John Prine is one of those master singer-songwriters whose biggest hits were for other people—“Angel of Montgomery” for Bonnie Raitt and “You Never Call Me By My Name” for David Allan Coe among them. But Prine’s greatest songs are wrought by his own laid-back chuckle. The characters in a John Prine song are submerged in drunkenness, fatigue, ennui and/or loss and yet they all rise above the hazards of living as their dreams bubble up to the surface.
Here are a few opportunities for you to get acquainted with those people:
John Prine (1972): Worth the price of admission for “Donald & Lydia,” where Lydia “fat daughter of Virginia & Ray,” and Donald, a young PFC, met in the netherworld of dreams and “made love from ten miles away.” It is possibly the best love song ever written.
The Missing Years (1991): A solid comeback record for a guy that never really left, but the mostly spoken title track stands out, hilariously filling in the holes between adolescence and ministry in Jesus’ life story with anecdotes like “He couldn’t get divorced in the Catholic church / at least not back then anyhow. / Jesus was a good guy he didn’t need this shit / so he took a pill with a bag of peanuts and / a Coca-Cola and he swallowed it.”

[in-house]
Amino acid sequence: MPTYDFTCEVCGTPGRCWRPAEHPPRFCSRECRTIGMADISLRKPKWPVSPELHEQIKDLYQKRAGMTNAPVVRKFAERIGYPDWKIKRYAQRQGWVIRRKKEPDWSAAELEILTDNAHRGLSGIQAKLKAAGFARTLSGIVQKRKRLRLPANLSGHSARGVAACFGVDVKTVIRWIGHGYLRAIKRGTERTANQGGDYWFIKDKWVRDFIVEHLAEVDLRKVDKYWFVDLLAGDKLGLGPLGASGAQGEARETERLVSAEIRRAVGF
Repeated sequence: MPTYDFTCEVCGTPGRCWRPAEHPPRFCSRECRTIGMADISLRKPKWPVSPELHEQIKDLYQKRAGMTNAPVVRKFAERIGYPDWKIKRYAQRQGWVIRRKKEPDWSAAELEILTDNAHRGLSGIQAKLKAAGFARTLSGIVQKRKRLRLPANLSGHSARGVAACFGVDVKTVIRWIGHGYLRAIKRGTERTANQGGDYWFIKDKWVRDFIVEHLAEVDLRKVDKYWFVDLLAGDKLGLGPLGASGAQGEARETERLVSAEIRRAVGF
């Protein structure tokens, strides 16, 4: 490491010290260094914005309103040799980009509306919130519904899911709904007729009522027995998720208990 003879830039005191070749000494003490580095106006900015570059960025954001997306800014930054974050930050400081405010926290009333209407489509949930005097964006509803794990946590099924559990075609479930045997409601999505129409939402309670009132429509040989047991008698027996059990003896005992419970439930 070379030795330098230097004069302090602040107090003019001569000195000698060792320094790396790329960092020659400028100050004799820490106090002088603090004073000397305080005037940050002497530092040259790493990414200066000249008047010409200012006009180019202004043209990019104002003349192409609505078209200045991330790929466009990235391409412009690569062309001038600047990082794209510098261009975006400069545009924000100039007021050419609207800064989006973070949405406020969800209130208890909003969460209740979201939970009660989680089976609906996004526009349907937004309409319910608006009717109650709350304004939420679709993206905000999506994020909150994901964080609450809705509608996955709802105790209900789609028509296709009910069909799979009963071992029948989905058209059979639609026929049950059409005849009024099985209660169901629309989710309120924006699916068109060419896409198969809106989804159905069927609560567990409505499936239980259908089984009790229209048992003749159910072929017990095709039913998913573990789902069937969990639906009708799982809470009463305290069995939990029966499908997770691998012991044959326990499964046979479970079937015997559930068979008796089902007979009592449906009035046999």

Standard Songs for Average People (2007): Prine and bluegrass balladeer Mac Wiseman wear these old country and folk standards like trusty work boots, breathing new life into everything from Ernest Tubb’s “Blue Eyed Elaine” to Lefty Frizzell’s “Saginaw Michigan”
John Prine appears at House of Blues with Iris DeMent on December 11 & 12.